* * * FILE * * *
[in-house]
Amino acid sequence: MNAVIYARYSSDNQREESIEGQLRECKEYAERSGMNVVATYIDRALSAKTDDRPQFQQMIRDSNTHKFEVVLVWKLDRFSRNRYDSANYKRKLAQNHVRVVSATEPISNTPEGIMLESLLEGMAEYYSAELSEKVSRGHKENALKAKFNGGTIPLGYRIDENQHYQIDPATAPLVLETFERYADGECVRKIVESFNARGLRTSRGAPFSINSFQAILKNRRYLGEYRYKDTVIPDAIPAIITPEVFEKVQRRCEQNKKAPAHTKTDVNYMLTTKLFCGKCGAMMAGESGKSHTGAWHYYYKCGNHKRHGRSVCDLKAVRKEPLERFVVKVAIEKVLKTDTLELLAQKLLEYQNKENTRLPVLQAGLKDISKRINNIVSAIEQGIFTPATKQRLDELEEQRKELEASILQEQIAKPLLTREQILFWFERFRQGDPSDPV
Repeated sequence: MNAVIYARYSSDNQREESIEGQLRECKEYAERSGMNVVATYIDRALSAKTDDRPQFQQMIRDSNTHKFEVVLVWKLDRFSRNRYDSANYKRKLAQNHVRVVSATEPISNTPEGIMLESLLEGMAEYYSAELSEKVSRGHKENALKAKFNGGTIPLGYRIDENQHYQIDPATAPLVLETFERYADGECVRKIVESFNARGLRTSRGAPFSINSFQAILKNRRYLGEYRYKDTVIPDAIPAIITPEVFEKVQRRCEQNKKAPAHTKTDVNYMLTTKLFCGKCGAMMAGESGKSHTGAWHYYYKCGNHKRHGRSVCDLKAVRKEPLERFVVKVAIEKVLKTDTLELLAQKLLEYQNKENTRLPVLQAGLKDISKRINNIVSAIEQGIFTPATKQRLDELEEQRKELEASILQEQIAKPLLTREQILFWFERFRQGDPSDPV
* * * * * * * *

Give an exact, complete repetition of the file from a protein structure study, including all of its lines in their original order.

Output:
[in-house]
Amino acid sequence: MNAVIYARYSSDNQREESIEGQLRECKEYAERSGMNVVATYIDRALSAKTDDRPQFQQMIRDSNTHKFEVVLVWKLDRFSRNRYDSANYKRKLAQNHVRVVSATEPISNTPEGIMLESLLEGMAEYYSAELSEKVSRGHKENALKAKFNGGTIPLGYRIDENQHYQIDPATAPLVLETFERYADGECVRKIVESFNARGLRTSRGAPFSINSFQAILKNRRYLGEYRYKDTVIPDAIPAIITPEVFEKVQRRCEQNKKAPAHTKTDVNYMLTTKLFCGKCGAMMAGESGKSHTGAWHYYYKCGNHKRHGRSVCDLKAVRKEPLERFVVKVAIEKVLKTDTLELLAQKLLEYQNKENTRLPVLQAGLKDISKRINNIVSAIEQGIFTPATKQRLDELEEQRKELEASILQEQIAKPLLTREQILFWFERFRQGDPSDPV
Repeated sequence: MNAVIYARYSSDNQREESIEGQLRECKEYAERSGMNVVATYIDRALSAKTDDRPQFQQMIRDSNTHKFEVVLVWKLDRFSRNRYDSANYKRKLAQNHVRVVSATEPISNTPEGIMLESLLEGMAEYYSAELSEKVSRGHKENALKAKFNGGTIPLGYRIDENQHYQIDPATAPLVLETFERYADGECVRKIVESFNARGLRTSRGAPFSINSFQAILKNRRYLGEYRYKDTVIPDAIPAIITPEVFEKVQRRCEQNKKAPAHTKTDVNYMLTTKLFCGKCGAMMAGESGKSHTGAWHYYYKCGNHKRHGRSVCDLKAVRKEPLERFVVKVAIEKVLKTDTLELLAQKLLEYQNKENTRLPVLQAGLKDISKRINNIVSAIEQGIFTPATKQRLDELEEQRKELEASILQEQIAKPLLTREQILFWFERFRQGDPSDPV